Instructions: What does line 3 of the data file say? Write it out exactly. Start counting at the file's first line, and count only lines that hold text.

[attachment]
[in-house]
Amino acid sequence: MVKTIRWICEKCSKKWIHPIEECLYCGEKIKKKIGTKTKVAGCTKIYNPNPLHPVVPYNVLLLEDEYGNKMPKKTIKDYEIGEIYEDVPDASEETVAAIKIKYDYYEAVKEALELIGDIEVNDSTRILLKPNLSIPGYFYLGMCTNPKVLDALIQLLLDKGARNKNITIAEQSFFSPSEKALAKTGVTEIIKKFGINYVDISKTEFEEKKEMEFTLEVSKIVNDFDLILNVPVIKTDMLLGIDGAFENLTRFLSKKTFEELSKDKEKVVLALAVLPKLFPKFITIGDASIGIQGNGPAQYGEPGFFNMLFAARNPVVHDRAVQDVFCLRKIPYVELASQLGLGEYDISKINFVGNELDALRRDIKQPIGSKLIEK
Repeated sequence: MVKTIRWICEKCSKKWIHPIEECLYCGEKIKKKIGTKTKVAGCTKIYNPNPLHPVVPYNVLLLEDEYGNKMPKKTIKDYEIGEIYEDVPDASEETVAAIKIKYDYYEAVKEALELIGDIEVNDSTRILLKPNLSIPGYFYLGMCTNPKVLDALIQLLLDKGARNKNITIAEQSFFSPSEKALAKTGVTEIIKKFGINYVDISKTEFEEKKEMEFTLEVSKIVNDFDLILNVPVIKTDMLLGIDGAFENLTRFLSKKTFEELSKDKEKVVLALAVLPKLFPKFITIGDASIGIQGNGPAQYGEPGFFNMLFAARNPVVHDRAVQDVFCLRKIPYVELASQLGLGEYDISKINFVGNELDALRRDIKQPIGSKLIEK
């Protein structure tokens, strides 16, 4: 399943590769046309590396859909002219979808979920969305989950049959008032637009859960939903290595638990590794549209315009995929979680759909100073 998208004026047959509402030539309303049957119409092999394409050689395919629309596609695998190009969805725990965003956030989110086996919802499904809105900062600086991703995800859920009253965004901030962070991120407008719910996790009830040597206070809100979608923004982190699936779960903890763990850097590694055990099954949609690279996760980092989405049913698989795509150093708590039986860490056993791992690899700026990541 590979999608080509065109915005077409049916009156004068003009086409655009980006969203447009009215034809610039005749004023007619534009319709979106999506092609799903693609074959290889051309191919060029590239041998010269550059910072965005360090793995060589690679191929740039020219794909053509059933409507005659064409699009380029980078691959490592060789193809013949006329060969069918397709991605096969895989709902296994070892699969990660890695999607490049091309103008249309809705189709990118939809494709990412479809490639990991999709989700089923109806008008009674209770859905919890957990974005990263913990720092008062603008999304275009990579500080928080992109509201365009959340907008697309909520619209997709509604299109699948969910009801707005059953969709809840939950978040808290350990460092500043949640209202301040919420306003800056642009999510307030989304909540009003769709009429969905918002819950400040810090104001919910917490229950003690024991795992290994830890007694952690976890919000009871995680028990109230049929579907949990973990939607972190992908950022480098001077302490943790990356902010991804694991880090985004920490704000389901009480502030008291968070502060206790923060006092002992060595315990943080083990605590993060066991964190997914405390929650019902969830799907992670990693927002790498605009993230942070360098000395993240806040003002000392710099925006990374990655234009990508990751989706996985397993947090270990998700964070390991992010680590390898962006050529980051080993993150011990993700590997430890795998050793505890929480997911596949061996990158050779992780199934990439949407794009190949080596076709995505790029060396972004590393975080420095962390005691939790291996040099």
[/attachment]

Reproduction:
Repeated sequence: MVKTIRWICEKCSKKWIHPIEECLYCGEKIKKKIGTKTKVAGCTKIYNPNPLHPVVPYNVLLLEDEYGNKMPKKTIKDYEIGEIYEDVPDASEETVAAIKIKYDYYEAVKEALELIGDIEVNDSTRILLKPNLSIPGYFYLGMCTNPKVLDALIQLLLDKGARNKNITIAEQSFFSPSEKALAKTGVTEIIKKFGINYVDISKTEFEEKKEMEFTLEVSKIVNDFDLILNVPVIKTDMLLGIDGAFENLTRFLSKKTFEELSKDKEKVVLALAVLPKLFPKFITIGDASIGIQGNGPAQYGEPGFFNMLFAARNPVVHDRAVQDVFCLRKIPYVELASQLGLGEYDISKINFVGNELDALRRDIKQPIGSKLIEK